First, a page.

Today, the hobby has grown to a world wide game with more than 3 million caches in 191 countries throughout all 7 continents.  There is even a cache on the International Space Station. 

Warning: This part of the show contains spoilers for the cache that is about to be discussed.

For this week’s cache highlight, the story of the first mystery cache I tried to find

The cache was called “My First Mystery Cache”

Cache ID: GC2W3WD

Difficulty rating 2.5, Terrain rating 2

The description read:


This is my first attempt at making a mystery cache, before this i have had help in making mystery caches. I hope that this one is a challenge for some and fun for others.

This cache is located in the woods, you will need to do a little bit of bushwhacking to reach GZ.

Please do your best to rehide the cache aswell, or better than you found it. Thank You

The cache is available from 7a – 12M Apr. 1 – Nov. 14, 8a – 10p Nov. 15 – March 31.

No hint was provided.

I’ve always liked puzzles and mysteries, so when I learned about mystery caches I want to try one out.  I looked on the geocaching app for one in my area that seemed like it had a reasonable difficulty rating for my first one.  I came across “My First Mystery Cache” and it seemed fitting.  I read the description and was lost at first.  There didn’t seem to be any puzzle.  I did some googling and came across some tips for solving mystery caches, link in available in the show notes.  The tip that suck out for this situation was to highlight the text for hidden messages.  I followed the tip and pulled up the cache on my computer and highlighted the text in the cache description and sure enough, there was a hidden message.  The message said, “The real cache coordinates can be found in the source code.”  So to the source code I went and found the coordinates.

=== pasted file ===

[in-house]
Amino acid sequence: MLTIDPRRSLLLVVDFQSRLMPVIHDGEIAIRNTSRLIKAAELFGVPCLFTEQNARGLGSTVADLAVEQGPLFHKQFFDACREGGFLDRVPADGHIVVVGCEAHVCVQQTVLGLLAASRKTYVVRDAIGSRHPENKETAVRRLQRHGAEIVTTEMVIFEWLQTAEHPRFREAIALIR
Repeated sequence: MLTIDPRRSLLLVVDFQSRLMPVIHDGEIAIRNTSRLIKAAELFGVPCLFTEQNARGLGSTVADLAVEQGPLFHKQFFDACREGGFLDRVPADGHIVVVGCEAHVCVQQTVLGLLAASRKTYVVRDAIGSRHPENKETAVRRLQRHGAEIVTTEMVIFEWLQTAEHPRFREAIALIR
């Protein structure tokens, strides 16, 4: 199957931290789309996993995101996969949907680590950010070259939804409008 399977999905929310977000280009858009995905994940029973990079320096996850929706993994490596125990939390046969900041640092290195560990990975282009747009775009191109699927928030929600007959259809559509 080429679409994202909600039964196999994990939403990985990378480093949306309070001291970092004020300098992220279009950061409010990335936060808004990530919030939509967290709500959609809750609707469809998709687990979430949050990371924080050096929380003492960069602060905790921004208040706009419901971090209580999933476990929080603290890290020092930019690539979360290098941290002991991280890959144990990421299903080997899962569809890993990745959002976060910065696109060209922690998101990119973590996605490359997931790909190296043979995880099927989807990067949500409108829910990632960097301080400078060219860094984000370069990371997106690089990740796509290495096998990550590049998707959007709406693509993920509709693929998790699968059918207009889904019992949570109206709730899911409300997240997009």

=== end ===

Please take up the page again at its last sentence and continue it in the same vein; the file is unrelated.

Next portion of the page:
A few weeks later I went out on my own in search of the cache.  The coordinates lead me off a walking trail down a hill into a wooden area.  I searched for a while but couldn’t find anything.  I went though the cache activity logs and found and entry that said the container was an ammo box that was covered in mirrors to camouflage into its background.  I searched and search some more but couldn’t find it.  I looked at the geocache app again realized I was looking in the wrong spot.  The coordinates I had pulled up were actually the coordinates of the pin location.  I had pulled the wrong coordinates from the source code.  I left empty handed and went off to find a different mystery cache across town, which I did manage to find.

After returning home, I went back to my computer to search the source code again.  I finally came across the correct coordinates which were in a park a few miles away from the pin locations.  It was a couple of months later before I had a chance to go back out to find this cache.  This time I was found myself in the woods off of a different walking path, and to a fallen tree where I found the mirrored ammo box tucked along side it.

In the end, the first mystery cache I tried to solve ended up not being the first one that I found or solved correctly.  But I did find it because I kept trying and I think that’s the most important part of mystery caches, to just keep trying.  As the old adage goes, if at first you don’t succeed, try, try again.